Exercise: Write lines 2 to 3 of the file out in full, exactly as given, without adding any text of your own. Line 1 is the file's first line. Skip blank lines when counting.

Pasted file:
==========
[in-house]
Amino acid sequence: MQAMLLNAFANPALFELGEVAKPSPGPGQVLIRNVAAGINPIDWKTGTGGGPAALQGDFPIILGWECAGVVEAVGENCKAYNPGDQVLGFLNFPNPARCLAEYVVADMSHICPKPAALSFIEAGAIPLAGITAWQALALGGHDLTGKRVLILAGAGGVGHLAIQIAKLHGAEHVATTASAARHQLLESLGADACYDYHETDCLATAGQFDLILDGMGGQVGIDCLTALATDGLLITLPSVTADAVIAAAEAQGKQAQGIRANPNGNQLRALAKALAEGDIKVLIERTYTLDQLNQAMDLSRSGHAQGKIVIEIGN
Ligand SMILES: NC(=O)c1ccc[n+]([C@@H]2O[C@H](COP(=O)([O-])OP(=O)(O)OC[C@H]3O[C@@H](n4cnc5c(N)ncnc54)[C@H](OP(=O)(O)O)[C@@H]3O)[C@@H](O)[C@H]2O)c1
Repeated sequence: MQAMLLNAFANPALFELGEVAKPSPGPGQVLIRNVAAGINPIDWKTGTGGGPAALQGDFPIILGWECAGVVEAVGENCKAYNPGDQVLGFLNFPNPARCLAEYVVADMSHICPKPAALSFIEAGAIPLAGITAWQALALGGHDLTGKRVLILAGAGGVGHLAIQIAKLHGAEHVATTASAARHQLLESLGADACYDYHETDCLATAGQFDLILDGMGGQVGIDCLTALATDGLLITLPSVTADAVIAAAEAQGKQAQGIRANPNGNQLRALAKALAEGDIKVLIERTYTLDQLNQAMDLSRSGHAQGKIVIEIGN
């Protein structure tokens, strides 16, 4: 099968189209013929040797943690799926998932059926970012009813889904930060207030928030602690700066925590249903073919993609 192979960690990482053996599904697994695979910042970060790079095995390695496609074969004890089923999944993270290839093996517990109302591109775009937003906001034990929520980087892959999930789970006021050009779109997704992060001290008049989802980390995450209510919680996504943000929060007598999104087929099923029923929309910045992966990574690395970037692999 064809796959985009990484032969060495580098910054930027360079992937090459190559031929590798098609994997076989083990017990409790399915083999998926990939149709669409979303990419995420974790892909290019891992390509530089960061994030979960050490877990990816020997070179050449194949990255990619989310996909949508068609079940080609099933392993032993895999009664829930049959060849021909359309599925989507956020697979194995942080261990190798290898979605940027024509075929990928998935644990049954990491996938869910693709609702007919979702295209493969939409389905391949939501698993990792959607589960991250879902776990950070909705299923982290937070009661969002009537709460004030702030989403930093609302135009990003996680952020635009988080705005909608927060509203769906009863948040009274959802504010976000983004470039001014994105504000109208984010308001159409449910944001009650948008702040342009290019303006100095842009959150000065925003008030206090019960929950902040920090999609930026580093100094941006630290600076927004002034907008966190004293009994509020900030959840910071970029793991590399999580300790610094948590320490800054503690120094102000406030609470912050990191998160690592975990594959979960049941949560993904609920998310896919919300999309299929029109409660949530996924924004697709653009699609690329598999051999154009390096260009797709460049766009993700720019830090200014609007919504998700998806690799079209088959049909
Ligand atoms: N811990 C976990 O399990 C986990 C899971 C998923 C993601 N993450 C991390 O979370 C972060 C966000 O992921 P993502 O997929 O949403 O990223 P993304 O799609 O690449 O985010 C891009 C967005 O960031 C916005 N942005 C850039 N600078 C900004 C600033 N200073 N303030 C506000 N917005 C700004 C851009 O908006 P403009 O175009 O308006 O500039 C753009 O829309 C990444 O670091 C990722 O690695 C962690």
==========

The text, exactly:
Amino acid sequence: MQAMLLNAFANPALFELGEVAKPSPGPGQVLIRNVAAGINPIDWKTGTGGGPAALQGDFPIILGWECAGVVEAVGENCKAYNPGDQVLGFLNFPNPARCLAEYVVADMSHICPKPAALSFIEAGAIPLAGITAWQALALGGHDLTGKRVLILAGAGGVGHLAIQIAKLHGAEHVATTASAARHQLLESLGADACYDYHETDCLATAGQFDLILDGMGGQVGIDCLTALATDGLLITLPSVTADAVIAAAEAQGKQAQGIRANPNGNQLRALAKALAEGDIKVLIERTYTLDQLNQAMDLSRSGHAQGKIVIEIGN
Ligand SMILES: NC(=O)c1ccc[n+]([C@@H]2O[C@H](COP(=O)([O-])OP(=O)(O)OC[C@H]3O[C@@H](n4cnc5c(N)ncnc54)[C@H](OP(=O)(O)O)[C@@H]3O)[C@@H](O)[C@H]2O)c1